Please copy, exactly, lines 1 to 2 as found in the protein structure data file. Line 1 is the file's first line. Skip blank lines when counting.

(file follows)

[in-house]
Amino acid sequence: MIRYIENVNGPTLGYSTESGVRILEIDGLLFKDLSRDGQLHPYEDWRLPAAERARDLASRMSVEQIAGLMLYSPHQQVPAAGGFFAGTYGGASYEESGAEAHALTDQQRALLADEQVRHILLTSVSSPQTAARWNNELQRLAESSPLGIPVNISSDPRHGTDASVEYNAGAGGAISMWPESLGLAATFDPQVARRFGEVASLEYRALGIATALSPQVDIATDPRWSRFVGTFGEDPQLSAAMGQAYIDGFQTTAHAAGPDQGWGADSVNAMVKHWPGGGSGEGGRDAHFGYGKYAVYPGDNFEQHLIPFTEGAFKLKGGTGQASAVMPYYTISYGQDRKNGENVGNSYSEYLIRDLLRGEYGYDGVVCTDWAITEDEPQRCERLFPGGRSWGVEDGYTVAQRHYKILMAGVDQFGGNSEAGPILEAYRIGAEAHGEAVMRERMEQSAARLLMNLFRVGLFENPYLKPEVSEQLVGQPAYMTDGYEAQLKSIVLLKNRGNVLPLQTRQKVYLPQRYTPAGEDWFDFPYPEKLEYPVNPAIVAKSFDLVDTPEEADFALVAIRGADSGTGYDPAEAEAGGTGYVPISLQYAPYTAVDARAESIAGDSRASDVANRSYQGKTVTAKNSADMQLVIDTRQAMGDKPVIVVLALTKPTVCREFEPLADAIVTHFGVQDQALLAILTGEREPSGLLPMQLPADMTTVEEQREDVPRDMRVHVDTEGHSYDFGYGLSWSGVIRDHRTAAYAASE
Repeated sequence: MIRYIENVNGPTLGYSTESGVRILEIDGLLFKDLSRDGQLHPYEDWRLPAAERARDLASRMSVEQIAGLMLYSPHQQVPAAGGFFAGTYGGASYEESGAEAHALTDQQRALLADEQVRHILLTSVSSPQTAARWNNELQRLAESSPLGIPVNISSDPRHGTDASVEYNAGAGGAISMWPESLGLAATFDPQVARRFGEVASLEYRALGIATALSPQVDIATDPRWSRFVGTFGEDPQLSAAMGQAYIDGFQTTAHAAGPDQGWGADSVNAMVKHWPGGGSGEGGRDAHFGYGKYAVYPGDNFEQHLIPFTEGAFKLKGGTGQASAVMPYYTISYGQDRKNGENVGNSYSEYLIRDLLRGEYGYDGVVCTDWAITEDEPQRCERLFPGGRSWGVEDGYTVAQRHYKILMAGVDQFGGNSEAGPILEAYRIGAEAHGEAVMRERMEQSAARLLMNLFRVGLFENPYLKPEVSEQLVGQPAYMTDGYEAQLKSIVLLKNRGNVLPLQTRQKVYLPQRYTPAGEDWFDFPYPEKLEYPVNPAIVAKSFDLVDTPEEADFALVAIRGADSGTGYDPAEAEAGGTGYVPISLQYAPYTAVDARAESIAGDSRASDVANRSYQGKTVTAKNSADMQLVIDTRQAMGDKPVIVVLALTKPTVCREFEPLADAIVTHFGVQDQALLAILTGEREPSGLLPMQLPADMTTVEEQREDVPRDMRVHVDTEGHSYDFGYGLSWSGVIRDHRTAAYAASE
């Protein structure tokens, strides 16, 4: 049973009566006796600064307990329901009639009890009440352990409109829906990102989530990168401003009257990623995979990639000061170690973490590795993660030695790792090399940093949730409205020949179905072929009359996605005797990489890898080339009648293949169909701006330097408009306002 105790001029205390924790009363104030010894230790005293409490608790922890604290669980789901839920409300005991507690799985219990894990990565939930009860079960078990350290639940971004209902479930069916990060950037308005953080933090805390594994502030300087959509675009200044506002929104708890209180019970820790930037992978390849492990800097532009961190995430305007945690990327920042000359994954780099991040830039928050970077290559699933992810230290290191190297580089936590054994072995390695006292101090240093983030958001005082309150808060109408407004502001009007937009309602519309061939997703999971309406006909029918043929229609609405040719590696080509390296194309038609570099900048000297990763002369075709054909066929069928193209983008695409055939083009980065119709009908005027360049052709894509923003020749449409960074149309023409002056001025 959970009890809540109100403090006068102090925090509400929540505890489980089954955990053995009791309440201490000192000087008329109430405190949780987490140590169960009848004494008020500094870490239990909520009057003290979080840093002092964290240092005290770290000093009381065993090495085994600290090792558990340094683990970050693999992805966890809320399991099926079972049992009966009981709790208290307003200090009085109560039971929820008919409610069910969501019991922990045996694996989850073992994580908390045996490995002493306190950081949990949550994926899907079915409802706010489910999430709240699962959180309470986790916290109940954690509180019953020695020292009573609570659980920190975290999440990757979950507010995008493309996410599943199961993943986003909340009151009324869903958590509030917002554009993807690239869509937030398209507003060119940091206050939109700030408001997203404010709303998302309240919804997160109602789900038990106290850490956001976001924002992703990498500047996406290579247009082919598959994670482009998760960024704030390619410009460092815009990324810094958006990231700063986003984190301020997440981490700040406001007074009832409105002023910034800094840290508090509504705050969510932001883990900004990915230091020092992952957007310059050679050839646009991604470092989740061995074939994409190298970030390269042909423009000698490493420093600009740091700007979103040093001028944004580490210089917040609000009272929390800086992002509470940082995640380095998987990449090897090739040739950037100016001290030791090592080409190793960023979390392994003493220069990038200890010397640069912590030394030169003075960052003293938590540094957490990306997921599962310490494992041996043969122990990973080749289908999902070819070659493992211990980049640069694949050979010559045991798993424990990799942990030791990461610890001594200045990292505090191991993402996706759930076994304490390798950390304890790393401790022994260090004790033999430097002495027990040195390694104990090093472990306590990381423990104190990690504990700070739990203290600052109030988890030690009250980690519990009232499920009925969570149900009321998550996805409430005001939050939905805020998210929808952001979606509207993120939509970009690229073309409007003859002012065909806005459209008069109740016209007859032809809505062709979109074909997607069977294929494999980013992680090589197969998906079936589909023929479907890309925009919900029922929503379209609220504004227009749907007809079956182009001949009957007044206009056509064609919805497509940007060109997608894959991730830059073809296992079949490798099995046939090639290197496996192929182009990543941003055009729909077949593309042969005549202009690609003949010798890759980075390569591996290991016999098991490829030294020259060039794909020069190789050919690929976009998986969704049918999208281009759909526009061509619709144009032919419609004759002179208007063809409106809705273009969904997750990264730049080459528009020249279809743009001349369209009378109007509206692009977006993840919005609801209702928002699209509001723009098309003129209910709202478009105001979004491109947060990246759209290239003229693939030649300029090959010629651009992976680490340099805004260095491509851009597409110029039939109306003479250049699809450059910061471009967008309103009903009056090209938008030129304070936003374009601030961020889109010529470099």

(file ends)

[in-house]
Amino acid sequence: MIRYIENVNGPTLGYSTESGVRILEIDGLLFKDLSRDGQLHPYEDWRLPAAERARDLASRMSVEQIAGLMLYSPHQQVPAAGGFFAGTYGGASYEESGAEAHALTDQQRALLADEQVRHILLTSVSSPQTAARWNNELQRLAESSPLGIPVNISSDPRHGTDASVEYNAGAGGAISMWPESLGLAATFDPQVARRFGEVASLEYRALGIATALSPQVDIATDPRWSRFVGTFGEDPQLSAAMGQAYIDGFQTTAHAAGPDQGWGADSVNAMVKHWPGGGSGEGGRDAHFGYGKYAVYPGDNFEQHLIPFTEGAFKLKGGTGQASAVMPYYTISYGQDRKNGENVGNSYSEYLIRDLLRGEYGYDGVVCTDWAITEDEPQRCERLFPGGRSWGVEDGYTVAQRHYKILMAGVDQFGGNSEAGPILEAYRIGAEAHGEAVMRERMEQSAARLLMNLFRVGLFENPYLKPEVSEQLVGQPAYMTDGYEAQLKSIVLLKNRGNVLPLQTRQKVYLPQRYTPAGEDWFDFPYPEKLEYPVNPAIVAKSFDLVDTPEEADFALVAIRGADSGTGYDPAEAEAGGTGYVPISLQYAPYTAVDARAESIAGDSRASDVANRSYQGKTVTAKNSADMQLVIDTRQAMGDKPVIVVLALTKPTVCREFEPLADAIVTHFGVQDQALLAILTGEREPSGLLPMQLPADMTTVEEQREDVPRDMRVHVDTEGHSYDFGYGLSWSGVIRDHRTAAYAASE